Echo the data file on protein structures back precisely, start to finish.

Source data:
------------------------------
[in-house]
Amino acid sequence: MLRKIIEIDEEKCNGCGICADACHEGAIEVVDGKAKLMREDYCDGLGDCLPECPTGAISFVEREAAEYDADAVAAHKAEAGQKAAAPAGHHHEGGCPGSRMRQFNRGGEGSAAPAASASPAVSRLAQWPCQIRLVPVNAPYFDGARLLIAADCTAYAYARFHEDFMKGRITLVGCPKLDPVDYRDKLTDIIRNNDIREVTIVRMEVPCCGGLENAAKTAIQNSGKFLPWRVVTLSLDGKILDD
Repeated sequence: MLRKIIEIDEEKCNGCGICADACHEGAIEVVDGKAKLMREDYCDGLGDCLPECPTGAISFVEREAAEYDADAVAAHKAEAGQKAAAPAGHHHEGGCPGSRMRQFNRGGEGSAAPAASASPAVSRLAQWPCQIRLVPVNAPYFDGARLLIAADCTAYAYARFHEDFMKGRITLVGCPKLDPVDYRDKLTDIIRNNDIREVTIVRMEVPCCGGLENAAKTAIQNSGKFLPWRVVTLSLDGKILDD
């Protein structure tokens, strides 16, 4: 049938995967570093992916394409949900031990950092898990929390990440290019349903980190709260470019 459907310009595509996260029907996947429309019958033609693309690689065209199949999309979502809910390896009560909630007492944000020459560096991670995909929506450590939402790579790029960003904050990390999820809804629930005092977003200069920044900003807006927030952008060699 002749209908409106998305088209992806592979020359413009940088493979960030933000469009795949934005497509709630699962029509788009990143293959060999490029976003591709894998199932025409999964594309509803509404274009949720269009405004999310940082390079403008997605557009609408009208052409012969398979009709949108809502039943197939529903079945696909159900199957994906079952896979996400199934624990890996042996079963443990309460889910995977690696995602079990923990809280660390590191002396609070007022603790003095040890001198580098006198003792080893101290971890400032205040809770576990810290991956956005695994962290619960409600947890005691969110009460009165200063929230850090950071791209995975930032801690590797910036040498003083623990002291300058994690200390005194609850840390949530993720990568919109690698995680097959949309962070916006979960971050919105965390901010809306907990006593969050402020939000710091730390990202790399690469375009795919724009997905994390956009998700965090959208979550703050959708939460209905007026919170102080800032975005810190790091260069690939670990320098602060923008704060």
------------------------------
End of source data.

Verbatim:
[in-house]
Amino acid sequence: MLRKIIEIDEEKCNGCGICADACHEGAIEVVDGKAKLMREDYCDGLGDCLPECPTGAISFVEREAAEYDADAVAAHKAEAGQKAAAPAGHHHEGGCPGSRMRQFNRGGEGSAAPAASASPAVSRLAQWPCQIRLVPVNAPYFDGARLLIAADCTAYAYARFHEDFMKGRITLVGCPKLDPVDYRDKLTDIIRNNDIREVTIVRMEVPCCGGLENAAKTAIQNSGKFLPWRVVTLSLDGKILDD
Repeated sequence: MLRKIIEIDEEKCNGCGICADACHEGAIEVVDGKAKLMREDYCDGLGDCLPECPTGAISFVEREAAEYDADAVAAHKAEAGQKAAAPAGHHHEGGCPGSRMRQFNRGGEGSAAPAASASPAVSRLAQWPCQIRLVPVNAPYFDGARLLIAADCTAYAYARFHEDFMKGRITLVGCPKLDPVDYRDKLTDIIRNNDIREVTIVRMEVPCCGGLENAAKTAIQNSGKFLPWRVVTLSLDGKILDD
């Protein structure tokens, strides 16, 4: 049938995967570093992916394409949900031990950092898990929390990440290019349903980190709260470019 459907310009595509996260029907996947429309019958033609693309690689065209199949999309979502809910390896009560909630007492944000020459560096991670995909929506450590939402790579790029960003904050990390999820809804629930005092977003200069920044900003807006927030952008060699 002749209908409106998305088209992806592979020359413009940088493979960030933000469009795949934005497509709630699962029509788009990143293959060999490029976003591709894998199932025409999964594309509803509404274009949720269009405004999310940082390079403008997605557009609408009208052409012969398979009709949108809502039943197939529903079945696909159900199957994906079952896979996400199934624990890996042996079963443990309460889910995977690696995602079990923990809280660390590191002396609070007022603790003095040890001198580098006198003792080893101290971890400032205040809770576990810290991956956005695994962290619960409600947890005691969110009460009165200063929230850090950071791209995975930032801690590797910036040498003083623990002291300058994690200390005194609850840390949530993720990568919109690698995680097959949309962070916006979960971050919105965390901010809306907990006593969050402020939000710091730390990202790399690469375009795919724009997905994390956009998700965090959208979550703050959708939460209905007026919170102080800032975005810190790091260069690939670990320098602060923008704060």